Removing Roadblocks to Academic Success
Office of the Registrar
“Emi demonstrates exceptional commitment to the success of our students,” said Arthur Corradetti, Ph.D., Dean for Institutional Effectiveness, who has worked with Emiko Sanchez since she came to Queensborough in 2019. “To support students who visit the Registrar's office, she extends extraordinary effort to ensure that their problems are resolved, handling these personally.”
A significant problem Sanchez has resolved is eliminating or diminishing confusion about steps necessary to complete a Student Request Grade of Incomplete (INC) form to finish courses and clarify deadlines without which a student can face roadblocks to their academic success.
An INC indicates there is a reasonable expectation that a student can successfully complete the remaining work, usually representing 1-2 assignments or exams that amount to 25% or less of the final grade.
“Let’s say a student has satisfactorily completed a quarter of their class but needs extra time to complete the course because of a family emergency,” said Sanchez. “Before the new process was put in place, the INC agreement was only verbal, or students did not always realize they were getting an INC grade, or the existing form was inconsistently completed.”
Sandra Palmer, Interim Provost and Vice President of Academic Affairs, approached Sanchez to discuss how the process could be more methodical.
Sanchez then began working in March 2023 with Adam Volin, Director of Web and Application Services, on designing and implementing a revised INC form.
“I researched area colleges for comparison while Adam began authenticating student and faculty information from CUNYfirst for easy access to the online pdf form which student, faculty and Chair sign electronically and then put in the queue for office processing. It takes just minutes to complete.”
In May 2023, the application process was launched and since then, over 300 students have successfully utilized the INC form.
Ultimately, the approval is at the discretion of the faculty member. Students must initiate the request; however, the faculty may not approve if the student did not do the work beyond the first half of the semester. In that case the instructor will assign the corresponding grade.
Additionally, the new form makes clear that:
The deadline to submit a request for an incomplete grade is the last day to withdraw from a course with a grade of “W” for the semester.
When the missing work has been submitted and graded, the instructor must submit a completed Change of Grade form to the Registrar's Office, as has always been the case.
When the course with an INC is a prerequisite for another course, students are strongly urged to submit work at least a month prior to the start of the following semester. If the INC is not replaced with a passing grade by two weeks before the start of the semester, the student will be dropped from any course for which the course with an INC is a prerequisite.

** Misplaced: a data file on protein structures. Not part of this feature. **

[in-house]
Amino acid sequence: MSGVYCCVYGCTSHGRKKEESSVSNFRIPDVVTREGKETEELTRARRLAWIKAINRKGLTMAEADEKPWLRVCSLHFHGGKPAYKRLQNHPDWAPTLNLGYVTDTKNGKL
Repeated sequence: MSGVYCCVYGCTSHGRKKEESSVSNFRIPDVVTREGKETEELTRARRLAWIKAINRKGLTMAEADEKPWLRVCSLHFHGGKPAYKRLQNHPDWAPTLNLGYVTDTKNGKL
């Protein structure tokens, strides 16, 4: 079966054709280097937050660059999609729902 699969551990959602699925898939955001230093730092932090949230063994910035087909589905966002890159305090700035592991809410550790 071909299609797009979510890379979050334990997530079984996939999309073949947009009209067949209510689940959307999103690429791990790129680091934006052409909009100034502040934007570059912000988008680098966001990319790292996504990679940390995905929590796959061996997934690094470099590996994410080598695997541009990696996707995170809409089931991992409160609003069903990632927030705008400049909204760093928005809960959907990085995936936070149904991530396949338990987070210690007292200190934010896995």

The scope of Sanchez’s professional responsibilities at Queensborough goes way beyond forms and applications to include Course and Standing, Graduation Audit, ordering Official Transcripts, and Official enrollment/graduation verification requests, among other duties.
And her experience in these areas is impressive.
Her extensive career began at New York University where she worked for 31 years in the Registrar’s Office. First a clerk, she then rose through the ranks to Associate Registrar. At NYU she earned an Associate of Applied Science in Business, a BS in Information Management and in 2010 received an Advanced Certificate in Information Technology.
“Over the years NYU began expanding and the demands on our office were increasing exponentially. I wanted a better work/life balance and in 2017 decided to apply for Deputy Registrar at Hunter College where I was very happy--CUNY is such a different culture. Then I was promoted to Interim Registrar at Hunter before I applied for a registrar position at Queensborough.”
“Bingo! I found my perfect match.”
“In my experience people don’t always know your name but here we are all together. It’s easy to work with one another. It’s so important to have that strong connection with your colleagues because the students pick up on it.”
Sanchez added that her daughter, Erika, 18, had positive interactions as a student at Queensborough. She has since gone on to major in speech pathology at St. John's University.
“It’s amazing when you realize that all the different units within the College--student affairs, academic affairs, all the academic departments and more--intersect with the goal of helping students have an academic experience that positively impacts their lives. I have a seasoned perspective having worked in three distinct academic environments. A private university, a public four-year college and here at Queensborough, a unique community where people truly feel embraced by a culture of care.”